The intermediaries between the flax growers and the Irish/Scottish buyers
When the flax was processed and the yarn was ready for sale, a group of traders acted as an intermediary between the producers and the Irish/Scottish buyers. They often did the finishing job, hackling, scutching, and moisturizing, to give the flax its typical silvery shine and they were paid on commission.
The Northern Ireland Connection: The Irish Linen Industry
British gentlemen in Kortrijk
British firms dominated the Flemish flax export in the 2nd half of the 19th century. The big spinning mills of Belfast in Northern Ireland and Dundee in Scotland sent their buyers to Kortrijk where they set up expeditor firms. They were all situated in one area in Kortrijk, around the Menen Gate. Belfast Street is a reminder of the privileged trade relations between Northern Ireland and the Leie-region.
The British expeditors were part of the gentry. They lived a posh life in grand town houses, and drove big cars. They introduced tennis and badminton in the area and financed the construction of their own Protestant Church in the Bloemistenstraat. In their relations with the Flemish flax people they remained cool and distant, and a feeling of superiority was never far away.
On market days (on Wednesdays and Fridays), you could spot the English buyers or their representatives in the streets, each of them looking for a specific quality of flax. The Belfast mills were known for fine linen for the clothing industry and table linen, – Irish Linen is a registered trademark – the Dundee Scottish buyers were looking for yarn suitable to make ropes, sail cloth and fishing nets.
If a deal was made, the flax would be sent to the expeditor in Kortrijk, where the party was inspected and found good. If not, the flax was sent back. The buyers sometimes returned the flax party simply because they speculated on dropping flax prices.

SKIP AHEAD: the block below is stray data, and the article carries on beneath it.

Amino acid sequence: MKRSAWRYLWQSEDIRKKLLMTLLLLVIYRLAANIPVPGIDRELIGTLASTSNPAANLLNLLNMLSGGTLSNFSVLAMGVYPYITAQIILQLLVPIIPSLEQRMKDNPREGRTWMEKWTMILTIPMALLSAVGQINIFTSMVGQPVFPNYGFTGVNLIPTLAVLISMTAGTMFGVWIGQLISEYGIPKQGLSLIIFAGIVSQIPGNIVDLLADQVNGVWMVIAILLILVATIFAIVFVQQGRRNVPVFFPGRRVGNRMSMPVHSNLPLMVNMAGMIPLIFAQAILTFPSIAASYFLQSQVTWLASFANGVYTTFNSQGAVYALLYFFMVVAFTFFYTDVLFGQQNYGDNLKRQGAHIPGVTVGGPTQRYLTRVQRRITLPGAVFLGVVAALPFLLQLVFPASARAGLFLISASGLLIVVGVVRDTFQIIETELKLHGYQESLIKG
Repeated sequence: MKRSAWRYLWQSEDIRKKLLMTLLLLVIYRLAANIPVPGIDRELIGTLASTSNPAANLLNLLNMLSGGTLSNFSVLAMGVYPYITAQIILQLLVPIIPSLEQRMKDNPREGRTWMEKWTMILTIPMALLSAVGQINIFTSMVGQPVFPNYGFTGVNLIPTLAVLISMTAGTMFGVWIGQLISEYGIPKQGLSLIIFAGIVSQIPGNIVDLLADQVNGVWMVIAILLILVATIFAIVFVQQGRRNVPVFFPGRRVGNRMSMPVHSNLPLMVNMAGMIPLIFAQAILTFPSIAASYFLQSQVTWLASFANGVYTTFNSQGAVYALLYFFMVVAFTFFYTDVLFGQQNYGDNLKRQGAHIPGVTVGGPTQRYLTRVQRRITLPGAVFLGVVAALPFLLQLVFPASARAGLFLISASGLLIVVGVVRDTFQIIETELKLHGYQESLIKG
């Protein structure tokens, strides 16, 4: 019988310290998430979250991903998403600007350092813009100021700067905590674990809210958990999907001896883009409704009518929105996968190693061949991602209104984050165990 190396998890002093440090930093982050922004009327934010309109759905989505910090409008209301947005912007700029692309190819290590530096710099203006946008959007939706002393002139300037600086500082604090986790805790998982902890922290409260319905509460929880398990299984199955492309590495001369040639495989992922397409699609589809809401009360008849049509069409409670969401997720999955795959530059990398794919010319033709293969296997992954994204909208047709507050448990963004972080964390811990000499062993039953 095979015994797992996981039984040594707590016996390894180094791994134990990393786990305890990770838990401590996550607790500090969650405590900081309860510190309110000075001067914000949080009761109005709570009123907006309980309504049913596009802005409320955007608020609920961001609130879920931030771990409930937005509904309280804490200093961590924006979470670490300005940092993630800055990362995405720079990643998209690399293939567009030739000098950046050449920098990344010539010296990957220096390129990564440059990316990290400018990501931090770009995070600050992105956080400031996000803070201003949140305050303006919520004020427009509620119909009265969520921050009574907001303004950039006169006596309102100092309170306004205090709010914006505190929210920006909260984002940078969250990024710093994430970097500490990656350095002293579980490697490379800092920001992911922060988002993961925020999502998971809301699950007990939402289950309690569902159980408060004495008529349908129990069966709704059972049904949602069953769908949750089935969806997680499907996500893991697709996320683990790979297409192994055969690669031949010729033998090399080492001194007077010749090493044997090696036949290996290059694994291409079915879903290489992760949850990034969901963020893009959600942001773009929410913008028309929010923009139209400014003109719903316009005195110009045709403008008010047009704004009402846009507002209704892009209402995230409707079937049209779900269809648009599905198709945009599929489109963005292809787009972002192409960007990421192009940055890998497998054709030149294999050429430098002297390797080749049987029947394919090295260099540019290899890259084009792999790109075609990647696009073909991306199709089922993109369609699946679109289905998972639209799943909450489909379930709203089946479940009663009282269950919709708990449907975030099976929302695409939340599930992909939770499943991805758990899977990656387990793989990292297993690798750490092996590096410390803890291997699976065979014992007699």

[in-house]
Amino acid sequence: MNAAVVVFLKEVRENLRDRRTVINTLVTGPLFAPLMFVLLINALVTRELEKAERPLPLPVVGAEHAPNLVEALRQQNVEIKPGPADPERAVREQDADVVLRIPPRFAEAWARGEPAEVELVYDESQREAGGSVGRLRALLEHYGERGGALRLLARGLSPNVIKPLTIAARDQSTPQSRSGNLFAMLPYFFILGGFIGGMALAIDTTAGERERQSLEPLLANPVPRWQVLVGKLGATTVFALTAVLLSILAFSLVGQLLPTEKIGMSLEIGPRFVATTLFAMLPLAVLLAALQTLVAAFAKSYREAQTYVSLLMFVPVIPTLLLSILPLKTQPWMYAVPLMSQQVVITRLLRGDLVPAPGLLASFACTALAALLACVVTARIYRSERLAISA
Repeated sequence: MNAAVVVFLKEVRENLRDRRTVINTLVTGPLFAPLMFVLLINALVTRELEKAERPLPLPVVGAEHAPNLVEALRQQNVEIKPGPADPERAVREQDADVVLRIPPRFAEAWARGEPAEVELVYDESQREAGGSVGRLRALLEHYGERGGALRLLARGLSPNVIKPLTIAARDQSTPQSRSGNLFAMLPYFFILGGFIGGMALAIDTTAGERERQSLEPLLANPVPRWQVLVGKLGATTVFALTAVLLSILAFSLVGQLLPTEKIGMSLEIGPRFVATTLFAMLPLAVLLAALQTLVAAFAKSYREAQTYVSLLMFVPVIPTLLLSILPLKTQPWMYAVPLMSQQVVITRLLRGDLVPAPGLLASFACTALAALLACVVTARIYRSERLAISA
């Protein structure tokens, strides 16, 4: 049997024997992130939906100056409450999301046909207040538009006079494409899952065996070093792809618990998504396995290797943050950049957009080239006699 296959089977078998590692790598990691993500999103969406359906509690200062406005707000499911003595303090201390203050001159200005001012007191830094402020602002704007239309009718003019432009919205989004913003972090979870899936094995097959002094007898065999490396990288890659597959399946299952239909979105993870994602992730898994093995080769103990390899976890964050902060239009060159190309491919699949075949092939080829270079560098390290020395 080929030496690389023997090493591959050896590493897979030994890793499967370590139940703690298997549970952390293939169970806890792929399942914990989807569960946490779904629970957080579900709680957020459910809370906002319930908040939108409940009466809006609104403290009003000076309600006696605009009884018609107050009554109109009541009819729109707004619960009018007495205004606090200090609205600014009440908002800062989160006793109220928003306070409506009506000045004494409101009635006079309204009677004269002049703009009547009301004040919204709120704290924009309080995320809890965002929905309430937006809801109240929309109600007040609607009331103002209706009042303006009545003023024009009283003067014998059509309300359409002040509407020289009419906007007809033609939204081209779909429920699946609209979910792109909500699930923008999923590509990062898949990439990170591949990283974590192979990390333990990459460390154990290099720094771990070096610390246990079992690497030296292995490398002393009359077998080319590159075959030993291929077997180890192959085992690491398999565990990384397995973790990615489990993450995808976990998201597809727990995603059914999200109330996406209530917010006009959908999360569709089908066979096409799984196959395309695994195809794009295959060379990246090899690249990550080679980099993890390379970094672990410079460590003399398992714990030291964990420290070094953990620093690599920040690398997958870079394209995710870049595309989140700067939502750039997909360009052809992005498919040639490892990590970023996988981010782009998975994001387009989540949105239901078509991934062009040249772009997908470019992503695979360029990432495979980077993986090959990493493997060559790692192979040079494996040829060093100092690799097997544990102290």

History of flax growing in Northern Ireland and its links with Flanders
Flax was part of the Northern Irish agricultural produce since the 800s. The river Boyne, similar to the river Leie in Flanders, played an important role. As the Irish wool trade was severely restricted by prohibitive government tariffs on export into England, the Irish had to concentrate on linen.
When the Edict of Nantes 1685 was revoked, the government encouraged the coming to the North of Ireland of some 500 families of Huguenots, French Protestants fleeing persecution by Louis XIV at the end of the 17th century. Huguenots were strong in flax growing and manufacture, and they introduced the cambric-weaving loom. A leading Huguenot, Louis Crommelin (1652-1722) arrived in Lisburn in 1698. He had a great influence over the development of the industry in Lisburn and the Lagan valley, and all over Ulster. At about the same time a colony of Flemish weavers brought improved methods entirely new to Ireland. In the 1800s a huge number of spinning mills in and around Belfast took hold. No wonder there is a flax museum in Lisburn.
Over time the Irish flax growing production went into decline, as it was no longer competitive with the European continent. Despite the fact that in the 1930s Flemish flax experts like Jules Bevernage were engaged by the British government in Northern Ireland to give advice and supervise the flax production process (with retting pits in Dungiven and Dromara), the continental competition was too strong and Belfast turned to France, Belgium, the Netherlands and Russia to buy flax yarn for their spinning mills. Jules Bevernage was criticised as he didn’t discriminate between Protestant and Catholic workers, the flax business being mainly in Protestant hands, resulting in wall graffiti Death to the Pope.